Where you do have a responsibility, both personal and collective, in in ensuring fair allocation of collective resources. Say you live in Neighbourhood A which is mainly upmarket, and Neighbourhood B on the other side of the tracks is the same size and mainly downmarket. Suppose for the sake of hypothesis that Neighbourhood A and Neighbourhood B each have a school. Regardless of the property values or income levels of each neighbourhood, both schools should receive the same funding. Thatís fair. I regard fairness as a conservative value. However, suppose that the Neighbourhood A school has a much more effective PTA than the Neighbourhood B school and thus performs better. Thatís an unequal situation, but not an unfair one. The conservative/liberal divide then is on how many resources and how much effort should be used to address the inequality. My belief is that a traditional conservative wonít want the resources taken from the Neighbourhood A school simply because itís performing better. However, if there are specific issues at the Neighbourhood B school that can be addressed through additional funding, then it should be considered. If Neighbourhood A schoolís advantage is parental involvement, youíre not going to match that advantage at the Neighbourhood B school simply by throwing money at it. A different example might be study software. If Neighbourhood A privately funded study software for its schoolís students, and found that it worked, then whoeverís at the district level above both Neighbourhood A school and Neighbourhood B school should consider expanding the distribution of study software to the entire district. Thatís effective use of resources which is also a conservative value. The follow-on is whether to pay for the additional cost of the study software by reducing another cost, by raising taxes, or by borrowing and paying for it in the future. Based on an uncertain future return, a traditional conservative would select trading costs, raising taxes and borrowing in that order. This is my view of conservatism, and within this thread Iím not interested in assessing how current national governments match to my vision of conservatism.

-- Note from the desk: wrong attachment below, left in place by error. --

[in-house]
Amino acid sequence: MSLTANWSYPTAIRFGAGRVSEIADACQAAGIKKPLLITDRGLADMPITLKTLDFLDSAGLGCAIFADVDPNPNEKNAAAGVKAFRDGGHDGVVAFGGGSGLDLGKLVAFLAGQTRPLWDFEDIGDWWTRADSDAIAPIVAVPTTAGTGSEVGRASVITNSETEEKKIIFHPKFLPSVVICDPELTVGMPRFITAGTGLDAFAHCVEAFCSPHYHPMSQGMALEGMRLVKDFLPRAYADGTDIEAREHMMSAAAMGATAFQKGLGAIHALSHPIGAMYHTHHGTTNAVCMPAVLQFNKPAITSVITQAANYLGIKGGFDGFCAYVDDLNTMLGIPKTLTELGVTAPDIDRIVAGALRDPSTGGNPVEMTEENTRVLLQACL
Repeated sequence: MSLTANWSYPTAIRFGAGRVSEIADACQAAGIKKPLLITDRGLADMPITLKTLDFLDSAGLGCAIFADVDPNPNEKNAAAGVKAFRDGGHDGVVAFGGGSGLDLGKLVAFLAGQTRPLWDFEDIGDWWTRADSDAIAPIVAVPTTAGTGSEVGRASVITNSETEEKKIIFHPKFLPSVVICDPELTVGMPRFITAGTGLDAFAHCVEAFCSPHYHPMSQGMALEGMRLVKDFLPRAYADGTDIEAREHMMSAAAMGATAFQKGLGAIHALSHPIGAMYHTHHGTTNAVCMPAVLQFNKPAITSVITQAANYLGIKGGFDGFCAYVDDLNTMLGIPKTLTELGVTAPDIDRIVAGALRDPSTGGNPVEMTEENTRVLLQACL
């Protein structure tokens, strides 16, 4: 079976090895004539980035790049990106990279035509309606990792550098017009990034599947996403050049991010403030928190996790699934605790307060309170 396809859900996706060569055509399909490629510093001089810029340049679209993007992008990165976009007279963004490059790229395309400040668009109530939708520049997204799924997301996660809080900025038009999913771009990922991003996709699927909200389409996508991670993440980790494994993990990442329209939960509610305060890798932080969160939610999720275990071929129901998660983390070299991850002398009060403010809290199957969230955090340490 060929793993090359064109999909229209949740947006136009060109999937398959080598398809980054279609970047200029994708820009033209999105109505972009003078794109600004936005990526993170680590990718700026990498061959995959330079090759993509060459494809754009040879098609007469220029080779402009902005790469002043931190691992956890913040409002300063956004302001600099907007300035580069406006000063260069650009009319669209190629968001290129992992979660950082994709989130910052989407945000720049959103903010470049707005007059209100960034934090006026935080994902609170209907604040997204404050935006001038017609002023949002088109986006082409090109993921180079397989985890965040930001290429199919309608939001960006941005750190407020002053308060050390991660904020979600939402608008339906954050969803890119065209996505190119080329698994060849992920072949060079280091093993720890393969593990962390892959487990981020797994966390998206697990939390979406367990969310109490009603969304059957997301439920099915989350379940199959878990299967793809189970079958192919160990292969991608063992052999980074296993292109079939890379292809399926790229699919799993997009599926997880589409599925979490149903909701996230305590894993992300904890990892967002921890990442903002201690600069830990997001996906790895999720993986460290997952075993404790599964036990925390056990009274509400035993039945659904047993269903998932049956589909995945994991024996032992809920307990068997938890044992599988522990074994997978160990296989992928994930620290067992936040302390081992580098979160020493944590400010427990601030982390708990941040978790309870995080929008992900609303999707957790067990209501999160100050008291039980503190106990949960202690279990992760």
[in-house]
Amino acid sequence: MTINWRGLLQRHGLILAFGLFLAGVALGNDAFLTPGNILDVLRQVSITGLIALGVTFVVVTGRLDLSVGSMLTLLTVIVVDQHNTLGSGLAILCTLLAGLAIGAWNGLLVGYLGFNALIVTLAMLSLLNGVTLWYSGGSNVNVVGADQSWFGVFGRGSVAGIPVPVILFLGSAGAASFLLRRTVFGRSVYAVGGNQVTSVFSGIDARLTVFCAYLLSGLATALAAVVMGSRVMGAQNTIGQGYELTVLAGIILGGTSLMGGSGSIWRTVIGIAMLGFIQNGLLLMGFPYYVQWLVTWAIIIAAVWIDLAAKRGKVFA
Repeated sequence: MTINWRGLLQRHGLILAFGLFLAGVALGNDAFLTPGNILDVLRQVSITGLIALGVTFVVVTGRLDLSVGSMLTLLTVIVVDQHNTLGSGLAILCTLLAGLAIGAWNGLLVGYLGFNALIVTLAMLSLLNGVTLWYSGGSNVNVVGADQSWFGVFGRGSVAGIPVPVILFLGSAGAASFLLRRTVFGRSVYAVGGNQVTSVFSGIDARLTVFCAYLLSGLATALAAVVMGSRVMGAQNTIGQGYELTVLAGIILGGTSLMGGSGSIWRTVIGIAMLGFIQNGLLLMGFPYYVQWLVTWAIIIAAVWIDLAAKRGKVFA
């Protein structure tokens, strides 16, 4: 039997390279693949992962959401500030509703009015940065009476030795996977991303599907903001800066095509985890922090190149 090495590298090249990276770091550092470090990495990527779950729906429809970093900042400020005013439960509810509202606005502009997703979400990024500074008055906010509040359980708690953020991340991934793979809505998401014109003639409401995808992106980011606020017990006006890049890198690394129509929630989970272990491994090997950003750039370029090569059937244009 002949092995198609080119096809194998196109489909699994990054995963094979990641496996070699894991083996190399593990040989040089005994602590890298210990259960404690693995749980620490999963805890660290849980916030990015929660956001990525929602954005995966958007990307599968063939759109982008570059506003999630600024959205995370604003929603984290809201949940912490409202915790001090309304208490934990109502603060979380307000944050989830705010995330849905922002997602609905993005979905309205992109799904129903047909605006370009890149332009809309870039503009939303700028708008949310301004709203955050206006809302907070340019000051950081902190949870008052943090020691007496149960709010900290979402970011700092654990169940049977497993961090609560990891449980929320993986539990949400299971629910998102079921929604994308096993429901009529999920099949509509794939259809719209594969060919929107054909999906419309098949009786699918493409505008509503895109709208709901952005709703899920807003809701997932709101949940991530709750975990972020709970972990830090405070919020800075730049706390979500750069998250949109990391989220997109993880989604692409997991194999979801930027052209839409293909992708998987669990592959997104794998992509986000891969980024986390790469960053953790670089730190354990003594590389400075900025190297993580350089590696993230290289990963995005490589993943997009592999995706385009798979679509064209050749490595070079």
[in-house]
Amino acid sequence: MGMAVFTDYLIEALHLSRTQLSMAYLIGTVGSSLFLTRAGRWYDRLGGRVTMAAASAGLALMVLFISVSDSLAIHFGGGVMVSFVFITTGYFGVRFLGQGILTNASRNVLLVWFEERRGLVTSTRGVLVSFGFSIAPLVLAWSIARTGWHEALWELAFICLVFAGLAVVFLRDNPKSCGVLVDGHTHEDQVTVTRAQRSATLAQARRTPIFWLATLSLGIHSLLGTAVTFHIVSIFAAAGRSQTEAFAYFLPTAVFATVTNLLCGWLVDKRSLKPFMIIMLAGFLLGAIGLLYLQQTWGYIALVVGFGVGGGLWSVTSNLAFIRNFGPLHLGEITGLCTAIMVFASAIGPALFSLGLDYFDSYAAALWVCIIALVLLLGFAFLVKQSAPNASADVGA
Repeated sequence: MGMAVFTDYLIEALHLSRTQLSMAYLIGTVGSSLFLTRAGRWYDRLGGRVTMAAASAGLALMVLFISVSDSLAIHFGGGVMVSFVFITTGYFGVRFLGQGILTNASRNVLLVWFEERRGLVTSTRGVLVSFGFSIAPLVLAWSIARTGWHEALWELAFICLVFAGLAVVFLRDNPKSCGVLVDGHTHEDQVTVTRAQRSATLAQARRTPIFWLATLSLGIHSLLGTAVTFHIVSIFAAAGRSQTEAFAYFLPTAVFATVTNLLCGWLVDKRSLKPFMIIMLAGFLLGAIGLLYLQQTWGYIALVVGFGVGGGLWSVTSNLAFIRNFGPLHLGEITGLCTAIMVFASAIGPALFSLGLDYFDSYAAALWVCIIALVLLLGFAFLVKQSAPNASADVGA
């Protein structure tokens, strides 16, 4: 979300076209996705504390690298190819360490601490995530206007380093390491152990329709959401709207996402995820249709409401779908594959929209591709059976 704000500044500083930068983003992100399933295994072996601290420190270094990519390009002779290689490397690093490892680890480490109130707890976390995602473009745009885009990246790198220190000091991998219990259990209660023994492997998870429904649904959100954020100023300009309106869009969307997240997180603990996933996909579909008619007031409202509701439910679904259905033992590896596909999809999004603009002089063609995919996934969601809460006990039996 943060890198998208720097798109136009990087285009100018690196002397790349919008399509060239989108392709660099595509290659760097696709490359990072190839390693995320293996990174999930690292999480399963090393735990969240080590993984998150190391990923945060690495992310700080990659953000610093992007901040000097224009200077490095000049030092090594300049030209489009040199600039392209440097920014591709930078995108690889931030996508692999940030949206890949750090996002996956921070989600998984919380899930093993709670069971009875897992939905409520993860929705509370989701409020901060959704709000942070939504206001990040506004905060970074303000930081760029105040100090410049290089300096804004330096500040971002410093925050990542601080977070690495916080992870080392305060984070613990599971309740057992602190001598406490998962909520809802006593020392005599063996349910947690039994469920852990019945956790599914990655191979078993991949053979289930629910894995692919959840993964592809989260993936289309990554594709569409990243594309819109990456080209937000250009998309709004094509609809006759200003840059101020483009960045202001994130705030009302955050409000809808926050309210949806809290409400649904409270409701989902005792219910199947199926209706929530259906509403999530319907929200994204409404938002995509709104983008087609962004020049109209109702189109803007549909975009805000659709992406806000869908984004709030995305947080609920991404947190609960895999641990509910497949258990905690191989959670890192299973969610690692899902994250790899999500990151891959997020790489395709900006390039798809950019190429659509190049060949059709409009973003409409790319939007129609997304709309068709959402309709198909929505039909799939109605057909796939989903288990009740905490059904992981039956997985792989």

A different example of the allocation of resources would be fighting crime. In theory, Neighbourhood A and Neighbourhood B should have equal crime-fighting budgets and equal amounts of policing. However, suppose Neighbourhood B has more crime. Thatís a situation where, in my opinion, unequal allocation of resources is justified. Neighbourhood B has more crime and therefore should receive more policing and other crime-prevention resources in order to reduce the amount of crime. However, there should be a baseline police service, and that service should not be diminished in Neighbourhood A. Also, in terms of personal responsibility, itís wrong for Neighbourhood B to blame its crime problem on Neighbourhood A. Likewise, if Neighbourhood B has more crime than Neighbourhood A, its residents shouldnít complain about being more heavily policed. The burden of being more heavily policed is a collective responsibility issue, but itís a counterpart to the additional resource allocation to prevent crime.
  #34  
Old 07-30-2019, 12:08 PM
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To say I've had trouble following this thread is... an understatement. I've read it all a couple times through and might as well start back up at the top. I find Wrenching Spanners's post #12 to be self-contradictory:
Quote:
Originally Posted by Wrenching Spanners
However, suppose that the Neighbourhood A school has a much more effective PTA than the Neighbourhood B school and thus performs better. Thatís an unequal situation, but not an unfair one.
That situation is unfair for the children of Neighborhood B. The children are not responsible for their parent-teacher association's effectiveness, but it is the children whose education suffers as a result. I've put a long explanation below, in case that doesn't make sense.

***

If we make a few basic assumptions, which I hope you will find uncontroversial, I hope to expose the precise contradiction in this position.
  • First is the doctrine of equity or fairness: an assumption that all children have the right to a good education. In your own words you "regard fairness as a conservative value".
  • Second is the assumption that Neighborhood B school, on account of its ineffective parent-teacher association, is incapable of providing a good education for many of its students.
  • Third is the assumption that some parents of Neighborhood B are responsible for the ineffective parent-teacher association; it is in no way the fault of the schoolchildren or the teachers (who are excellent). It is not necessarily that the parents are bad or malicious, just that they are not effective.
  • Fourth is the assumption that the ineffective parents of Neighborhood B may not be denied representation in the parent-teacher association, nor may they be expelled from the school, nor may they be forced to give the state custody of their children, nor may they be forced to be effective.
  • Fifth is the doctrine of personal responsibility: one is only responsible for one's own actions. This is the traditional definition, not the one Scylla advanced (which I recently adopted in post #34"). "You and the other residents of your neighborhood have a personal responsibility for the actions that take place in your neighborhood, not the neighborhood down the road." The parents in Neighborhood A are responsible for the parent-teacher association in Neighborhood A; they are not responsible for the parent-teacher association in Neighborhood B. "Blame is not an inheritable liability".